Some people insist on using their full given name (Mary Elizabeth). Other people are called by the classic shortening of their given names (Bill) and many go by their middle names (Gale). And there are a few that only use their initials (LJ) or a suffix (Jr.). Still others get saddled with a nickname from childhood that will be with them for life. For example, my mother’s brother was called Uncle Punk. He had been called Punk from childhood.
I have been called various things during my life depending on who it was, where I was living, or why I was in a situation. When I was born my 1-year-old cousin could not say my name. Instead, he said Bubaly. My family thought it was cute and has called me Bubby ever since (my nephew still calls me Aunt Bubby or just Bub—he is 32). When I went to college, I studied Spanish and was called Conchita. After college, that changed to Concha. Some of my oldest friends still call me that. I have also been called Bink by some friends (a nickname from their children) and most recently just B. I usually sign notes or emails as B.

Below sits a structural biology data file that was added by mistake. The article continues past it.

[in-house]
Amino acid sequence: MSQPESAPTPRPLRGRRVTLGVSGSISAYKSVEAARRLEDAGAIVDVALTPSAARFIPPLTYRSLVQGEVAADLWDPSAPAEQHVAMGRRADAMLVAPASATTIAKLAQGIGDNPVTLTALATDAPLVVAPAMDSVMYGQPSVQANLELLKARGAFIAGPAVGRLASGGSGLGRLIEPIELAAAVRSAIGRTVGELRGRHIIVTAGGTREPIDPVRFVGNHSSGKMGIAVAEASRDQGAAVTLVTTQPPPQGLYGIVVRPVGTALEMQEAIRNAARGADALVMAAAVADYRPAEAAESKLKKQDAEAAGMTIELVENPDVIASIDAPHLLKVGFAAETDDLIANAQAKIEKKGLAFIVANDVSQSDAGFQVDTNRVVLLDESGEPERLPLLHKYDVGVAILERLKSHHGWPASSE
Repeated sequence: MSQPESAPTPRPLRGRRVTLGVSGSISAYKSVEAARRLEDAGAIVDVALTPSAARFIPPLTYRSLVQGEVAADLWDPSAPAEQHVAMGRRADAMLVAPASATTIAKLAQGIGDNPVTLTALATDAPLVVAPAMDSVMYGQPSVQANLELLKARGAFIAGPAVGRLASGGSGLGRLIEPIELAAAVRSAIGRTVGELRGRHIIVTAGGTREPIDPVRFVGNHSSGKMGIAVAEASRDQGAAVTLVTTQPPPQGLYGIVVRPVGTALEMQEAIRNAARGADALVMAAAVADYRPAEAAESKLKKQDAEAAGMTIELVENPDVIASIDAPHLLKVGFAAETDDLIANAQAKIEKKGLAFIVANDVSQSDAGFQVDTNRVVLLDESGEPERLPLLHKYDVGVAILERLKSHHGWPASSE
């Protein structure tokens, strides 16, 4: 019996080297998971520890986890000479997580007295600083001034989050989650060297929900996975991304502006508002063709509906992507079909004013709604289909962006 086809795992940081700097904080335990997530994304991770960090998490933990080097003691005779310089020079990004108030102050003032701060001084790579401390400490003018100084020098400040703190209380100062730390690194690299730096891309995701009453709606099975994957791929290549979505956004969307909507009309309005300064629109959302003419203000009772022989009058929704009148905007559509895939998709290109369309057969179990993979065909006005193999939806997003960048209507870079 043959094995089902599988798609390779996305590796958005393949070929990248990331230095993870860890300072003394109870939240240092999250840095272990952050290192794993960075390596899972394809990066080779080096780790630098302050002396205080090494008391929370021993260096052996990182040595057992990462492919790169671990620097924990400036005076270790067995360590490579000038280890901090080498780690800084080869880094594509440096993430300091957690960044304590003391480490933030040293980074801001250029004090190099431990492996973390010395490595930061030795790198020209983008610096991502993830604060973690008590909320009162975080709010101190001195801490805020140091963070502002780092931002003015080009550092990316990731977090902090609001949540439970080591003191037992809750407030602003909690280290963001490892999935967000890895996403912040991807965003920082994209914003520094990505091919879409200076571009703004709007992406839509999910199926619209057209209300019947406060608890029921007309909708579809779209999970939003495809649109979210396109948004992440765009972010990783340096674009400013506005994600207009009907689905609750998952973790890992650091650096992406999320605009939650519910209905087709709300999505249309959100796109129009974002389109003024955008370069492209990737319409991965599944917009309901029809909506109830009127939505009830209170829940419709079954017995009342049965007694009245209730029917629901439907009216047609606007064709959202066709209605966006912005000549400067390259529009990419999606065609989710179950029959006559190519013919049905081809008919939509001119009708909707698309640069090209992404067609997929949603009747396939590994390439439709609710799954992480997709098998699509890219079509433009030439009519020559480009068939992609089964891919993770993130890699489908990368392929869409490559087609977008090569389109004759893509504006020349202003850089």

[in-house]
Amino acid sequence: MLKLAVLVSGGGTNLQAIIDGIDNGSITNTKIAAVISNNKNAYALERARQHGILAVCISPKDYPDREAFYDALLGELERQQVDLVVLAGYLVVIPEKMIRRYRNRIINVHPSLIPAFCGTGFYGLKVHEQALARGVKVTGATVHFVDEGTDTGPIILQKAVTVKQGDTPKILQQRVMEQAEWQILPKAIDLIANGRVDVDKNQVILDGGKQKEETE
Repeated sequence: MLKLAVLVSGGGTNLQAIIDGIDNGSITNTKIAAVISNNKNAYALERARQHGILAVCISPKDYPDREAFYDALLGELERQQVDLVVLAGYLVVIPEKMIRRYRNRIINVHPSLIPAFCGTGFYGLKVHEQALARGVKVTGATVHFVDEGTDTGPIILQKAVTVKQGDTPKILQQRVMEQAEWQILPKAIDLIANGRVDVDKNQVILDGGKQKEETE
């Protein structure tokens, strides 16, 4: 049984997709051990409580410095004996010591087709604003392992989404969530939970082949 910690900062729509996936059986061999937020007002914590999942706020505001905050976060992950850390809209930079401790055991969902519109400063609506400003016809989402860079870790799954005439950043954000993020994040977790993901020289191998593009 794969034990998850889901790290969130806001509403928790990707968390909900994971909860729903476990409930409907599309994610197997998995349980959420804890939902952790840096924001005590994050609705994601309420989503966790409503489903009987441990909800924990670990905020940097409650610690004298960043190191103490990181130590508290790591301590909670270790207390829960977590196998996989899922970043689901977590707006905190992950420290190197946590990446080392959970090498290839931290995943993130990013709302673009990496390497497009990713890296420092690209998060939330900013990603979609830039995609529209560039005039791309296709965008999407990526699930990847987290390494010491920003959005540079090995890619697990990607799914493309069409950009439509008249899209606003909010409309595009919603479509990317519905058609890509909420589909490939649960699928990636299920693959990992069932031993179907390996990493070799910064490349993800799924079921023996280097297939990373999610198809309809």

You can tell the length of my friendship with people by what they call me. Recently there was some discussion among my friends on who knew me the longest. I thought it was obvious. Once you get to know someone, it is hard to switch names and start calling them something else. I have had many people say to me “You are so totally a Concha.” And then others; say, not.
Do nicknames exist anymore? I do not know any children that are called by nicknames. For that matter, I don’t know many adults that have nicknames. Maybe it’s regional- or-is it something that we acquire over time?
I answer to many names. “Hey you,” works too.